Mary, mystic Rose of purity, I rejoice with thee at the glorious triumph thou didst gain over the serpent by thy Immaculate Conception, in that then wast conceived without original sin. I thank and praise with my whole heart the Ever-blessed Trinity, who granted thee that glorious privilege and I pray thee to obtain for me courage to overcome every snare of the great enemy, and never to stain my soul with mortal sin. Be thou always mine aid, and enable me with thy protection to obtain the victory over all the enemies of man’s eternal welfare.(From the Raccolta, a novena for the Immaculate Conception)

rubens-immaculate
rubens-immaculate

Rubens, L'Immaculée Conception, 1628-1629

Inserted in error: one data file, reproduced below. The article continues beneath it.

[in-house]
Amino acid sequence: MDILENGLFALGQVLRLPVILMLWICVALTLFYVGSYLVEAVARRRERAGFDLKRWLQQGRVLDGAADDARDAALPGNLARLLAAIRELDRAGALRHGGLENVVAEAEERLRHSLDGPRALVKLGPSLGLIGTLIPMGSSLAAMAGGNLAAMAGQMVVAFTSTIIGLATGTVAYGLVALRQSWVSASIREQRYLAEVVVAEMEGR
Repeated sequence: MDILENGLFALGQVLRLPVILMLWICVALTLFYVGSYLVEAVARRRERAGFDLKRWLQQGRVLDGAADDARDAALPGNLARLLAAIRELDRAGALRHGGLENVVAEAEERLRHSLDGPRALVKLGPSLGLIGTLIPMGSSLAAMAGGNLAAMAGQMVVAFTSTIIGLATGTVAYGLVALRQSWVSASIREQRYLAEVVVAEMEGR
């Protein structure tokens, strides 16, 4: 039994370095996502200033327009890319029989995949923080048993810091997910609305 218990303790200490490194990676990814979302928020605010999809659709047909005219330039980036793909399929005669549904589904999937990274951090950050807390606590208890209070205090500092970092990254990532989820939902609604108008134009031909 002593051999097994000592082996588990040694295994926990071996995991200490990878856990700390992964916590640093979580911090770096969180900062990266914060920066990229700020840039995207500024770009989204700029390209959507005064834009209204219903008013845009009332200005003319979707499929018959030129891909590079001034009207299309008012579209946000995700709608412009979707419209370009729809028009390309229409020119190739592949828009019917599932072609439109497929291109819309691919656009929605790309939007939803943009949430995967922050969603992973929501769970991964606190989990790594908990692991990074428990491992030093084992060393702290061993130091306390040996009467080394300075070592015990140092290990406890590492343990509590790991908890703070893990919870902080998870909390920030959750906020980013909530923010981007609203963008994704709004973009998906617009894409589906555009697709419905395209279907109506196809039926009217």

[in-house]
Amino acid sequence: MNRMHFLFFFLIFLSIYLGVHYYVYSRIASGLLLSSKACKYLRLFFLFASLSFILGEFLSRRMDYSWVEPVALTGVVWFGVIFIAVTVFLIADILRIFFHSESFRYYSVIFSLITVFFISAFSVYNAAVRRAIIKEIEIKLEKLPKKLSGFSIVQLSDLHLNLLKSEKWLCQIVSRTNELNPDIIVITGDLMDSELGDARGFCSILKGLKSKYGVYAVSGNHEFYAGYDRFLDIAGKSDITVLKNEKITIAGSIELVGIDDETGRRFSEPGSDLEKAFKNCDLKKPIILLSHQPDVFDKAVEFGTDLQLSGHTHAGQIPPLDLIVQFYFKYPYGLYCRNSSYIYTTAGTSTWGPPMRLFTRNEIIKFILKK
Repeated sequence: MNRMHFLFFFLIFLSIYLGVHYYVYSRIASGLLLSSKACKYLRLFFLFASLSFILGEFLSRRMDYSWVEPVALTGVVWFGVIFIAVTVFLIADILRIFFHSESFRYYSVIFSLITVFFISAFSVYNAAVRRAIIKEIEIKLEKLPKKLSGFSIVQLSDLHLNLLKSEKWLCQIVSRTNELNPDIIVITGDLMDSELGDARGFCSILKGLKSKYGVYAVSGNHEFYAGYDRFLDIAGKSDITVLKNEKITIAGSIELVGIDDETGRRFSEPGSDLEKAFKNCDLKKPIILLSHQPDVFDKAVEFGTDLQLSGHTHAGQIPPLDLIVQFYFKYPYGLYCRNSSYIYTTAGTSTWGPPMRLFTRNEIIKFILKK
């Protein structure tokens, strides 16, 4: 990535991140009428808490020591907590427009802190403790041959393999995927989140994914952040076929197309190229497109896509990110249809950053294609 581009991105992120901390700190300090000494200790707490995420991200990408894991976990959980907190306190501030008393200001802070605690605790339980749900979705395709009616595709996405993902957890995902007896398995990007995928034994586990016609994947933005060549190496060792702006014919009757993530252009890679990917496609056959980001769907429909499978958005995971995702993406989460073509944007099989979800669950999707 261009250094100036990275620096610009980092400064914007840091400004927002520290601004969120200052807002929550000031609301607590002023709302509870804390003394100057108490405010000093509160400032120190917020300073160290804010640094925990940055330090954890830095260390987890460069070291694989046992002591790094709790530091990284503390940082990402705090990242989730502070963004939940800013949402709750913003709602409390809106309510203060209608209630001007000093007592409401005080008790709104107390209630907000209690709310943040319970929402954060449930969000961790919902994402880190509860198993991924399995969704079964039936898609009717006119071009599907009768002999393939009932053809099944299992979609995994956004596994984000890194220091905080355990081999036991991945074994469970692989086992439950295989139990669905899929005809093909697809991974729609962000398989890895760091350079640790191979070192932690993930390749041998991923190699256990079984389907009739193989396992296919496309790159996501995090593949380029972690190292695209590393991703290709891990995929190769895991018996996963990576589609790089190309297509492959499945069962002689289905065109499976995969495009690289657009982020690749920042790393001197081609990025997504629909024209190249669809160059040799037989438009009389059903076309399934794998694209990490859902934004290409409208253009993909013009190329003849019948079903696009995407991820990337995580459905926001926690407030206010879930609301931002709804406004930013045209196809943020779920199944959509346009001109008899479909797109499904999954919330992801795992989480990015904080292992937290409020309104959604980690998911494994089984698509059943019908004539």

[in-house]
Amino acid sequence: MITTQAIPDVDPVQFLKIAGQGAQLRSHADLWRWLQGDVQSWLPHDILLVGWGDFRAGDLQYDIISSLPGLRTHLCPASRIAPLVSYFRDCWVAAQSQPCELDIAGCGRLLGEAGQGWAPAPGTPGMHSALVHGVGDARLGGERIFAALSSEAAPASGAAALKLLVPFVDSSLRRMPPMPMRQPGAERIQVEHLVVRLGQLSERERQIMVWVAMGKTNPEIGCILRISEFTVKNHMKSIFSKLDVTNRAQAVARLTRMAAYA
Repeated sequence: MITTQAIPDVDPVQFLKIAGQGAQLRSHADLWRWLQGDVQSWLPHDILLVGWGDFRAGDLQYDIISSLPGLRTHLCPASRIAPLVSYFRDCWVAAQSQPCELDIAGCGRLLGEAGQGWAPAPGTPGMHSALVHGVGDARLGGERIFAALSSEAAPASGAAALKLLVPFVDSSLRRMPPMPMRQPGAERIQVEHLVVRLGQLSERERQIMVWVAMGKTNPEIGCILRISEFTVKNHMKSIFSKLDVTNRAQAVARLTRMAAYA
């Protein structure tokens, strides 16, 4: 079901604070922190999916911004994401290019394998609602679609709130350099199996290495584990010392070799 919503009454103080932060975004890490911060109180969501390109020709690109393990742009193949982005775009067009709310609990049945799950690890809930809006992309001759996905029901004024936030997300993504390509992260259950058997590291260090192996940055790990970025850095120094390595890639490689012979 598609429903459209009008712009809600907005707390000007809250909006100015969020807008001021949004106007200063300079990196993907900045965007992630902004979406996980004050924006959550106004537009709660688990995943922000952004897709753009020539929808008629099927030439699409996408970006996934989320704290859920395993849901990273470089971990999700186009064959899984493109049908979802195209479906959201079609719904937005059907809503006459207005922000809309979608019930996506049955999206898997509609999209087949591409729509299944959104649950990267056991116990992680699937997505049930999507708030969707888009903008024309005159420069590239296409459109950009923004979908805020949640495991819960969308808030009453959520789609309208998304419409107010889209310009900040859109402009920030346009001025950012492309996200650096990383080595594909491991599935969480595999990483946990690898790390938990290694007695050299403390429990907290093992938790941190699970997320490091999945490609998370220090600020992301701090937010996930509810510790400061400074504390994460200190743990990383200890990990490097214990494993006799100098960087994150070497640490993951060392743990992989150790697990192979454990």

The Immaculate Conception is a Madonnine feast day which celebrates the belief that Mary was conceived without sin. It occurs on December 8, nine months before the feast of the Nativity of Mary on September 8. Like the feast of the Assumption, the Immaculate Conception has over time evolved into an emanation of the Madonna, so the words “Immaculate Conception” may refer to the feast or the Madonna herself. Statues of the Immaculate Conception were common enough in Italy, but rose to even greater prominence among Italian-American immigrants and their descendants due to their wider availability in the United States. We might hypothesize that the image of the Immaculate Conception in some cases conceals still greater mysteries of the Madonna and her many faces.